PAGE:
Arts: Auteur of the erotic
Did Terry Southern, counter-culture's secret genius, inspire Stanley Kubrick's Eyes Wide Shut? By Michael Collins
Wednesday 14 July 1999
Since the early Seventies he had declared his ambition to transpose the fin de siecle decadence of Arthur Schnitzler's Traumnovelle from 19th century Vienna to contemporary New York, and the big screen. But equally, he may have harboured a desire to show that a great auteur could make a great erotic movie. Certainly it's this second element that signposts the film as a break from Kubrick's traditional beat.
The trailer for Eyes Wide Shut was deemed too explicit for television, and the R for Restricted certificate for screening the film in the United States was the subject of some debate. The secrecy that has shrouded the project since news first emerged that the director was once again behind the camera - and had cast Tom Cruise and Nicole Kidman as the leads - was finally shattered earlier this month. Film critic Alexander Walker, a friend of Kubrick, managed to see the film weeks before its US release on July 16. He then revealed - in an Evening Standard review - hook, line and plot, so incurring the wrath of the film's distributors and fans, in a flurry of faxes, letters and Internet activity.
In the film, Cruise plays a wealthy physician with the perfect marriage to Kidman, until a series of erotic confessions and fantasies begin to drive the pair apart. He is propelled into a liaison with a prostitute and becomes a participant in a sex ring of the rich and famous. According to Alexander Walker: "Few will deny this excursion into the erotic is the strangest path taken by a film-maker whose themes often included the world and the devil, but hitherto omitted the flesh." The screenwriter, Frederic Raphael, has said he believes it was the menace of the eroticism and the sexual misadventures in the original story that appealed to the director. After his initial meetings with Kubrick, he was uncertain what was expected from his script "beyond eroticism".
Kubrick's interest in eroticism is shown by his filming of Lolita (1962) - although its most explicit scene is a pedicure. The following year however he met Terry Southern during the making of Dr Strangelove. At the request of Peter Sellars, the film's star, Southern had been enlisted as a scriptwriter. Sellars had read the author's third novel The Magic Christian, and bought 300 copies as Christmas presents. Like Kubrick, the film's director, Southern was a private figure, of considerable cultural influence, but hidden behind the scenes. He appears alongside his hero Edgar Allen Poe, and wearing shades, on Peter Blake's Sergeant Pepper album cover for The Beatles. Tom Wolfe credited him with creating the Gonzo journalism, now synonymous with Hunter S Thompson. Gore Vidal called him "the wittiest writer of his generation".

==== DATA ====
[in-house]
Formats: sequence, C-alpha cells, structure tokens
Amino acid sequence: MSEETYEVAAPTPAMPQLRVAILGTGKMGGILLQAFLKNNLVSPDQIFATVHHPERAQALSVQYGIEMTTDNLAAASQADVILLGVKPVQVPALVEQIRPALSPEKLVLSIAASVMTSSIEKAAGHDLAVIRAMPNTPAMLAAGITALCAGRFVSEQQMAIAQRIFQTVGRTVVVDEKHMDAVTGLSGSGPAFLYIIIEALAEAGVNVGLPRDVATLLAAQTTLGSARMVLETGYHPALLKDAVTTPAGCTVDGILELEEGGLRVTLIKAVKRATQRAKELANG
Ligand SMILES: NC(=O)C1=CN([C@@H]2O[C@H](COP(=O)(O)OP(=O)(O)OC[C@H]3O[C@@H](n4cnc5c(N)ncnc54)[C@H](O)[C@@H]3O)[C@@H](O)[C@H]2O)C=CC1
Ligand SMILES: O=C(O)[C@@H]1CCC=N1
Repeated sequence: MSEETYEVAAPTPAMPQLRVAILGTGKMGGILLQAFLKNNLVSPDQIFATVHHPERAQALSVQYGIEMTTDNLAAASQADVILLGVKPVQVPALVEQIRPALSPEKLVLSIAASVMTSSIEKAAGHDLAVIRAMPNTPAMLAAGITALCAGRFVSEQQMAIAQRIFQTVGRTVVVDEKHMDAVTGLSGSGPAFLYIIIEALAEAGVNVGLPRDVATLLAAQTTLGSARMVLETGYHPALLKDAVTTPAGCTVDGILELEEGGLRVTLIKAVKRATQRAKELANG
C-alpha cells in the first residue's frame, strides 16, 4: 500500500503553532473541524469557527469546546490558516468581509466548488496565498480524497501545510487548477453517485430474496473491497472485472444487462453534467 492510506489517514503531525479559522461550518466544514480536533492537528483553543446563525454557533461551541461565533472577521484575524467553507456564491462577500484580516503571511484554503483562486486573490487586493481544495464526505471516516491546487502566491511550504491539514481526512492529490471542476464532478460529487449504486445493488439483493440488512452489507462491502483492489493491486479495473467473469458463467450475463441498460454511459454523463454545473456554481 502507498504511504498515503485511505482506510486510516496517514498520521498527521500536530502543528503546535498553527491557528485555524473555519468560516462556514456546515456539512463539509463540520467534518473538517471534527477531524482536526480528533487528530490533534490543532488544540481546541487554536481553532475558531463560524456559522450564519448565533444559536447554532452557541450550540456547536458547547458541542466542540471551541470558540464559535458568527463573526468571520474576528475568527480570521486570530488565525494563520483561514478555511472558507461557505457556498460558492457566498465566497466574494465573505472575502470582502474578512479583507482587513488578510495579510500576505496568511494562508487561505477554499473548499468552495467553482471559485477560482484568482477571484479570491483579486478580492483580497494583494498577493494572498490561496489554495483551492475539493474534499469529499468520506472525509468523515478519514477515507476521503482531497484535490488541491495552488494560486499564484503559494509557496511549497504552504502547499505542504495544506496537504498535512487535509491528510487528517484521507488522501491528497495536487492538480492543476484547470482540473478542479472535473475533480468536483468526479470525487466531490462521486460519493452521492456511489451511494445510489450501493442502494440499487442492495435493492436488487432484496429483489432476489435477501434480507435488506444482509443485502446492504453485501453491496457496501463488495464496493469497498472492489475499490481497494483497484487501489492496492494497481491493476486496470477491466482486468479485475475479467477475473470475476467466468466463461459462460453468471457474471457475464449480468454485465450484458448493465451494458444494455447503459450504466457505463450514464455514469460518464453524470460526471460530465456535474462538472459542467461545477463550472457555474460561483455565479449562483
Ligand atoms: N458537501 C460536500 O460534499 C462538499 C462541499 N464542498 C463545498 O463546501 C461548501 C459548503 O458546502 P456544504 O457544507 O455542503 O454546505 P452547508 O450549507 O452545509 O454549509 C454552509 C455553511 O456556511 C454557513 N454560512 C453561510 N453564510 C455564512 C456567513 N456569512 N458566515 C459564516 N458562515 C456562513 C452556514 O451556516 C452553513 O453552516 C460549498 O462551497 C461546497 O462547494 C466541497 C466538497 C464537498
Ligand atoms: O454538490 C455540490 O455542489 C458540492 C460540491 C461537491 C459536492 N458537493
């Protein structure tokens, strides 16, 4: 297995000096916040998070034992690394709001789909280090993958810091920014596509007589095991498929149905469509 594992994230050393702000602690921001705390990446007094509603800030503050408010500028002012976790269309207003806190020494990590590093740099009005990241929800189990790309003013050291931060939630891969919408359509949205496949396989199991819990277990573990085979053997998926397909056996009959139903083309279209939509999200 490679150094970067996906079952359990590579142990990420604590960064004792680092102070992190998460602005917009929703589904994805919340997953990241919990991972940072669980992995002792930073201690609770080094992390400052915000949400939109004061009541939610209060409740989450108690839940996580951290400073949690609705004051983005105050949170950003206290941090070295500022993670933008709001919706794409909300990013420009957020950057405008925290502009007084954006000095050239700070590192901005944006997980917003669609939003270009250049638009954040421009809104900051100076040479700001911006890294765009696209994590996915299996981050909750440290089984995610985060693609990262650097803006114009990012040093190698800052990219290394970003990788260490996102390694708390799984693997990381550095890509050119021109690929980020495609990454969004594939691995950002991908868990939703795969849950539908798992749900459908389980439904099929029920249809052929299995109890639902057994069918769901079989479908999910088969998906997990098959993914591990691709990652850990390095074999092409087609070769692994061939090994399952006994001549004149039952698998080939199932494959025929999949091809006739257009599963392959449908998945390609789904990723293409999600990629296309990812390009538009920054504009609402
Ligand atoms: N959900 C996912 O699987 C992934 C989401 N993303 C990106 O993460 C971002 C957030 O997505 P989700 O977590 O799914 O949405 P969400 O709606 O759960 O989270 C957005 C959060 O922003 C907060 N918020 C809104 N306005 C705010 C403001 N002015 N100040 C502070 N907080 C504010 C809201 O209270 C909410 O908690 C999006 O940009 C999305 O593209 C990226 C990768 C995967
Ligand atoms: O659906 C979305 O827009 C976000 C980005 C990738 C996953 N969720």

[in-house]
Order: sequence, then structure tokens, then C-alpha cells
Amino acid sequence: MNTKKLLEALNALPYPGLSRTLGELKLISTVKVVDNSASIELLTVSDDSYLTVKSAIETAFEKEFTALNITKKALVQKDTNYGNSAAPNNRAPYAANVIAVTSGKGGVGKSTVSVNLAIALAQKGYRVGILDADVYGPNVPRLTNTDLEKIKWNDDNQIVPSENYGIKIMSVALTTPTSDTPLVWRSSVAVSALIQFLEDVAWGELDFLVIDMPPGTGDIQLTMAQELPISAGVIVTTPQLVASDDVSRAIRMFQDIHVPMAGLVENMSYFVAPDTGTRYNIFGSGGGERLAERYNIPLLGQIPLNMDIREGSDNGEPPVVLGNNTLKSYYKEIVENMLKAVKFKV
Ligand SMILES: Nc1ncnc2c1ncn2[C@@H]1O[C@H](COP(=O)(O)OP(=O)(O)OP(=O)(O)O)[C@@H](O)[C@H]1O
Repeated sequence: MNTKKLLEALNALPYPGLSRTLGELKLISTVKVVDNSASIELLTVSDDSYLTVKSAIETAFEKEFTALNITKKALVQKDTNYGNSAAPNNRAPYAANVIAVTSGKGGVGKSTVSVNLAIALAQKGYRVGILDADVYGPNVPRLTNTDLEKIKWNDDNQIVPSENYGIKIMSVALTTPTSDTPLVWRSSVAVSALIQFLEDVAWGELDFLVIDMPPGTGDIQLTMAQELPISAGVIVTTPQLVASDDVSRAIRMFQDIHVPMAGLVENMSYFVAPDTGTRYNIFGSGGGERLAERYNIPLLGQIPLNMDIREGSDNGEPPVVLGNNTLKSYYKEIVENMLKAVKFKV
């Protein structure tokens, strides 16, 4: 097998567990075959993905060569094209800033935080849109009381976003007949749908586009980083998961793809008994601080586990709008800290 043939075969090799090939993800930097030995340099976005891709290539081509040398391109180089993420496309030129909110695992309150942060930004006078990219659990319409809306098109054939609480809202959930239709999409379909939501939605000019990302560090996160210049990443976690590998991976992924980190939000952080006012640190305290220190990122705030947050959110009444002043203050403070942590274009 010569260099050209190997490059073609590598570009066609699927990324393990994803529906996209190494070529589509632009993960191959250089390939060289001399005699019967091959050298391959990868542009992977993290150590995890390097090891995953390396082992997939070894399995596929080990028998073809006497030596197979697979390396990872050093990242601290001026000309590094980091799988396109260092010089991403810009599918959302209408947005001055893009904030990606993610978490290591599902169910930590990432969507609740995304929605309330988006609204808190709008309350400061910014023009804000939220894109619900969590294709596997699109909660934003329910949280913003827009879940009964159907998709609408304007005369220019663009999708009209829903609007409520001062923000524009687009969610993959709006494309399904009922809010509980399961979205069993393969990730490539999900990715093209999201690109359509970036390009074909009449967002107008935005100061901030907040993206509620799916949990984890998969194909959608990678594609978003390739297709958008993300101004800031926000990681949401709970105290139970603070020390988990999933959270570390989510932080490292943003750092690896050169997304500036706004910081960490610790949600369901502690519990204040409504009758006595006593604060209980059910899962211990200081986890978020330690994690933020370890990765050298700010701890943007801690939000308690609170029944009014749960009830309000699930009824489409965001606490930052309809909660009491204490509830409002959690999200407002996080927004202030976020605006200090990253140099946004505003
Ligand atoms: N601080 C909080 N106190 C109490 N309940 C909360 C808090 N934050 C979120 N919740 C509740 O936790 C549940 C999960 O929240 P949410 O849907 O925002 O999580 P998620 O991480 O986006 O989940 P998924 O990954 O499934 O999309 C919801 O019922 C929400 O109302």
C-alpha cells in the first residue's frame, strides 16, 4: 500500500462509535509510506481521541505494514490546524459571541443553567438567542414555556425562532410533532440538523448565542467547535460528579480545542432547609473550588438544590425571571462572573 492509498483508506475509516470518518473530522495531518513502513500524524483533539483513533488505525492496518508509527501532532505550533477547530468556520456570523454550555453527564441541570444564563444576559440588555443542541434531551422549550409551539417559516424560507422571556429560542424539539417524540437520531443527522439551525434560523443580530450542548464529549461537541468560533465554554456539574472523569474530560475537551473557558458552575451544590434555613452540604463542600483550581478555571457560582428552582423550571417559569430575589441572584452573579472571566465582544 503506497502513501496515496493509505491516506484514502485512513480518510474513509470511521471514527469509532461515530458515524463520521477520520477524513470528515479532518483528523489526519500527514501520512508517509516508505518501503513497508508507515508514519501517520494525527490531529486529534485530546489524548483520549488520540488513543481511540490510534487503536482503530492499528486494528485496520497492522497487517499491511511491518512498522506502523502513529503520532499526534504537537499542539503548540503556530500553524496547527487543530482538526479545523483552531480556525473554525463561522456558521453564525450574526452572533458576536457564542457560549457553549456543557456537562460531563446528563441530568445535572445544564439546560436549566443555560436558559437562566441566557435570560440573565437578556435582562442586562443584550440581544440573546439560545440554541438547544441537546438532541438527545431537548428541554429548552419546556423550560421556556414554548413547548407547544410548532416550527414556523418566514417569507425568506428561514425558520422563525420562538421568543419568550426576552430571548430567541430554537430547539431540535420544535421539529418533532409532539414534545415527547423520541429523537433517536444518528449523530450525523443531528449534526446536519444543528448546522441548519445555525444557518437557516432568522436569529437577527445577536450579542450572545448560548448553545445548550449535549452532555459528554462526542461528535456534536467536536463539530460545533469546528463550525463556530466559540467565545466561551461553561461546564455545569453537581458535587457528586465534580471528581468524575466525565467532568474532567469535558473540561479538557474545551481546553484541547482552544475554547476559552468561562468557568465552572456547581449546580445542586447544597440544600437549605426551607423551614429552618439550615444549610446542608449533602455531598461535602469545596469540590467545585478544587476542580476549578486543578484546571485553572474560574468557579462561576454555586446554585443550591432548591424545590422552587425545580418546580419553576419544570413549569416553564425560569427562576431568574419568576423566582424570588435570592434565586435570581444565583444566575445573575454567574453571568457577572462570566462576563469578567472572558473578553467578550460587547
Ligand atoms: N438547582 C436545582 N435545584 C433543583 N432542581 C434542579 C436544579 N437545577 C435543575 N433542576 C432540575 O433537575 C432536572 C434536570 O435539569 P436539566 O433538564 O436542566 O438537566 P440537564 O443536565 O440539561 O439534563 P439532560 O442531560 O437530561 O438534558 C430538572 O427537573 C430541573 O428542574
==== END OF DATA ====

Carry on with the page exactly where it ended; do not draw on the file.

Southern's comic and explicit first novel, Candy, paved the way for the parodic porn of Vidal's Myra Breckinridge a decade later. It found a publisher in Parisian pornographer Maurice Girodias' Olympus Press, the sole outlet, initially, for such diverse titles as Lolita and the SCUM Manifesto. It was also Southern who persuaded the publisher to take up the novel of his friend and fellow Beat, William Burroughs. Skimming the manuscript of The Naked Lunch, Girodias suggested it wasn't pornographic enough, until Southern drew his attention to the fellatio in the opening pages. A contract followed. "Pornography had a comic oddness about it that fascinated Terry", says Jonathan Miller, a friend of the author, who first introduced Southern and Sellars.
"I remember he showed me this shakily-shot Cuban porn film. These grainy images of men and women in glasses and socks screwing each other in Havana in 1932." During a break from filming Dr Strangelove, Southern showed Kubrick a porn film and discussed his ideas for what would eventually become the novel, Blue Movie. Kubrick was intrigued: "Wouldn't it be interesting if an artist were to do this with beautiful, first-rate actors and good equipment?" This sketchy template chimes, in part, with Kubrick's vision as revealed to Frederic Raphael in the planning of the script for Eyes Wide Shut. The subject was desire, says Raphael. Kubrick wasn't concerned with the mechanics of copulation, he wanted "to photograph feelings, to catch the impalpable and palp that".
In Blue Movie, which is dedicated "to the great Stanley K", the film's producer Sid Kassman has Kubrick's initials and hairy, chunky figure. But the director, King B, has his reputation as a serious film maker, in "the tradition of Chaplin, Bergman and Fellini". He embarks upon making a stag film that would be genuinely erotic and beautiful. "I've got to find out", says King B, "how far you can take the aesthetically erotic - at what point, if any, it gets to be such a personal thing that it becomes meaningless."
In Cruise and Kidman, Kubrick found his beautiful actors, along with guaranteed audiences. But it may be that the original idea for an erotic movie owed more to Southern. The writer himself once said of his own pornographic prose that the most important thing was not he capacity to shock, but to astonish.
Jonathan Miller believes that "a lot of the ideas that have been credited to Kubrick over the years came from Terry".
Like King B in Blue Movie, Kubrick was "an artist whose responsibility for his work was total, and his control of it complete". But, unlike Southern's creation, the great Stanley hasn't made Eyes Wide Shut the most expensive and X-rated film ever made. Maybe he simply settled for the cinematic equivalent of the definitive blow job.
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